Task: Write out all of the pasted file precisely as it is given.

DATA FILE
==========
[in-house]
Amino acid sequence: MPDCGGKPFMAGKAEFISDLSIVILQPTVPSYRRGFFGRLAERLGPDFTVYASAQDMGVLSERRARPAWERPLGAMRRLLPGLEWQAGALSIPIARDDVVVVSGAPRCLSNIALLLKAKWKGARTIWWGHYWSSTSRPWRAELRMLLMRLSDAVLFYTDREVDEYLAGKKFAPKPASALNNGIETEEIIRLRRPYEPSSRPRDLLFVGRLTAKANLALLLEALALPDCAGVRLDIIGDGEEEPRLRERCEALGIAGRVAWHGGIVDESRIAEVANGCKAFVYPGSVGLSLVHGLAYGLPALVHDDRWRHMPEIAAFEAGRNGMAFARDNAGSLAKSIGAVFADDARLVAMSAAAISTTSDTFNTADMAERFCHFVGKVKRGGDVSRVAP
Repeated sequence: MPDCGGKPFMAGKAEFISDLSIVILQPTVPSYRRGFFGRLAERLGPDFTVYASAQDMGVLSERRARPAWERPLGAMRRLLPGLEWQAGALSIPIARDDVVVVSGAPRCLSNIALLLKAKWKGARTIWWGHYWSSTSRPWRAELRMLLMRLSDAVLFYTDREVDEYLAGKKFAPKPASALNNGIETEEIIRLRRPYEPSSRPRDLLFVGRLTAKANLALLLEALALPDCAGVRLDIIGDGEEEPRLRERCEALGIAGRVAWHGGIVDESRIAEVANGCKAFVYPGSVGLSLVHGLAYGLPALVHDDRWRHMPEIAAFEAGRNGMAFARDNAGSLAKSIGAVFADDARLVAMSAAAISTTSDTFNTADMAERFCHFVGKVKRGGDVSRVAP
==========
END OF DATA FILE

[in-house]
Amino acid sequence: MPDCGGKPFMAGKAEFISDLSIVILQPTVPSYRRGFFGRLAERLGPDFTVYASAQDMGVLSERRARPAWERPLGAMRRLLPGLEWQAGALSIPIARDDVVVVSGAPRCLSNIALLLKAKWKGARTIWWGHYWSSTSRPWRAELRMLLMRLSDAVLFYTDREVDEYLAGKKFAPKPASALNNGIETEEIIRLRRPYEPSSRPRDLLFVGRLTAKANLALLLEALALPDCAGVRLDIIGDGEEEPRLRERCEALGIAGRVAWHGGIVDESRIAEVANGCKAFVYPGSVGLSLVHGLAYGLPALVHDDRWRHMPEIAAFEAGRNGMAFARDNAGSLAKSIGAVFADDARLVAMSAAAISTTSDTFNTADMAERFCHFVGKVKRGGDVSRVAP
Repeated sequence: MPDCGGKPFMAGKAEFISDLSIVILQPTVPSYRRGFFGRLAERLGPDFTVYASAQDMGVLSERRARPAWERPLGAMRRLLPGLEWQAGALSIPIARDDVVVVSGAPRCLSNIALLLKAKWKGARTIWWGHYWSSTSRPWRAELRMLLMRLSDAVLFYTDREVDEYLAGKKFAPKPASALNNGIETEEIIRLRRPYEPSSRPRDLLFVGRLTAKANLALLLEALALPDCAGVRLDIIGDGEEEPRLRERCEALGIAGRVAWHGGIVDESRIAEVANGCKAFVYPGSVGLSLVHGLAYGLPALVHDDRWRHMPEIAAFEAGRNGMAFARDNAGSLAKSIGAVFADDARLVAMSAAAISTTSDTFNTADMAERFCHFVGKVKRGGDVSRVAP